Monday, December 26, 2011

Music Update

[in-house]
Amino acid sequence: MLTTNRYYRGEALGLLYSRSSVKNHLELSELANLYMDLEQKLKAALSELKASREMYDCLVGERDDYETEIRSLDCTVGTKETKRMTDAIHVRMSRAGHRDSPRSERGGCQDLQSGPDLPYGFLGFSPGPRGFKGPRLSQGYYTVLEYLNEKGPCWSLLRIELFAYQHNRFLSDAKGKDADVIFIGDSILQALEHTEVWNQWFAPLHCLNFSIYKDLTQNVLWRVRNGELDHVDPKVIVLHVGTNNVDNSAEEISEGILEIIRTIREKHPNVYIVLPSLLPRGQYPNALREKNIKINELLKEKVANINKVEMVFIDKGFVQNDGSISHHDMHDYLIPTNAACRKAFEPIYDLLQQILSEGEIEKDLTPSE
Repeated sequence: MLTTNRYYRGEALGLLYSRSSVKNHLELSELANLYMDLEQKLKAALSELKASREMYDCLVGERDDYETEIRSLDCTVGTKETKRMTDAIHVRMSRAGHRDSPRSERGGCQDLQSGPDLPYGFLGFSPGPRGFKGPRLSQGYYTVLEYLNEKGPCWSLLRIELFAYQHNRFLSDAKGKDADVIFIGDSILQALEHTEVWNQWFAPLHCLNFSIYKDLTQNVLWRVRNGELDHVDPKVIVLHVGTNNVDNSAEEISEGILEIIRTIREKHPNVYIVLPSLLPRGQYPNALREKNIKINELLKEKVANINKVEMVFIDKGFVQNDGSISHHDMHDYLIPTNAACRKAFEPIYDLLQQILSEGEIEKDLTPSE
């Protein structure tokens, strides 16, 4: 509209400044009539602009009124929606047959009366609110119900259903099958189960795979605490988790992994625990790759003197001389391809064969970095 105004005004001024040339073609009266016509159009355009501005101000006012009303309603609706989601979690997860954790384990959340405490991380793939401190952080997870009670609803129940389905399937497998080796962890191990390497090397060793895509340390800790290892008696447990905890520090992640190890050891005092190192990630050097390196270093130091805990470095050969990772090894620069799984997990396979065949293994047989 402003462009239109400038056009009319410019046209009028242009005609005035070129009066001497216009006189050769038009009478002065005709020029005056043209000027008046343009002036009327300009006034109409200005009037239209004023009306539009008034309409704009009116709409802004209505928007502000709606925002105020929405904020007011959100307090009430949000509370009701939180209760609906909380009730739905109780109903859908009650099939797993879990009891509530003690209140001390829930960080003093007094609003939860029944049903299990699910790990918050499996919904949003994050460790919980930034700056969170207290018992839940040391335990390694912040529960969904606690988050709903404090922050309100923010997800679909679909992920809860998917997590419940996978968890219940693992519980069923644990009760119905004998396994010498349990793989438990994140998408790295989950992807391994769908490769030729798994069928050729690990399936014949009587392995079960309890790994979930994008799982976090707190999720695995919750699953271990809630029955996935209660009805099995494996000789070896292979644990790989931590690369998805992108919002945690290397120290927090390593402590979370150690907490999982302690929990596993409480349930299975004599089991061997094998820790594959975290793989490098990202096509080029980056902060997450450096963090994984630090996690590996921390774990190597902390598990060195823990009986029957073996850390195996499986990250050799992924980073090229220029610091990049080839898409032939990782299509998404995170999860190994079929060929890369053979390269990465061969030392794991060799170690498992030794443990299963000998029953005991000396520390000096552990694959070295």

After a short Christmas break I'm back to work on music. Initially the first track was "Pain" and the second a widespread dreamscape, like a door to a false world opening. This was a wide brassy track, a bit like the music at the start of Bladerunner. That was called Wide Open. "Pain" was initially intended to be white noise, filtered in different ways, but it was too ugly and it was too slow and formless to contrast it with something else. Pace would have killed the emotion. Wide Open was expanded and some dischordant stabs at the start were added, which mirrored in pain the pleasurable ending to the last track of this first movement, a track about a love dream. A that point I'd already decided to have three approximate sections or movements; each divided into sub-tracks that explore related musical and emotional themes. The first was pain or lovelessness, the second was loneliness and the divine, and the third simply love, the joyous climax. The music in Wide Open was simple, and a play on the main loneliness theme in the final track of the second movement, as well as the climax to the first. However it was too short. I've now expanded it a bit but feel that this is too simple. I want more structure; more relationship between tracks and more depth, but at the same time I don't want to compromise the feeling or musical integrity. Complexity of structure is needed but I can't have complexity of form because these early sections must convey emptiness. That is my challenge. Musically, this is no "classical" piece but compared to most of the "progressive" music of the 1970's it sounds like it. It's perhaps closest to Vangellis, but I want to avoid regular rhythms and drums, and the boring simplistic tunes that have filled electronic music since about 1970 when it was essentially invented. As I stand, Wide Open is the first track. This leads into, at least, a simple tune for harpsichord called Sunset and the dream tune, which is working well. Wide Open needs expansion and relation to the other parts of the movement. For the second part I've written a lonely piano sonata that climbs invisibly through three semitones. This makes some aspects of the writing complex because key changes work best when close, for drama, adding colour and "space", but when they shift over quite a long period they don't seem to happen, yet I've got all of the complexity of writing in three different keys. This isn't at all finished, so I'm going to try and use this very flavour to play all parts and all keys at once to deliberately create angst at the end as we enter a track called "Loneliness and Divine Love". I'm not sure if this section will be long enough. The third movement looks like two tracks at the moment. I wrote the main love theme a few weeks ago and on the 23rd sequenced it and it all worked beautifully. Three melodies play at once and work, which makes a pleasant change. The climax at least will be good enough for me. A smaller tune will lead into it like a hot snowflake falling onto a frozen lake and melting a hole, seeping and sinking down to the liquid heart beneath. None of the tracks are completely finished but all are started. I'm making changes to add structure and unity in ways that should be unconscious. I want to finish this in a few days but if it takes a few months so be it. I know this probably isn't very interesting to read at the moment but I wanted to get my thoughts down and perhaps one day, when you have heard the music, understanding the process will add something to it.

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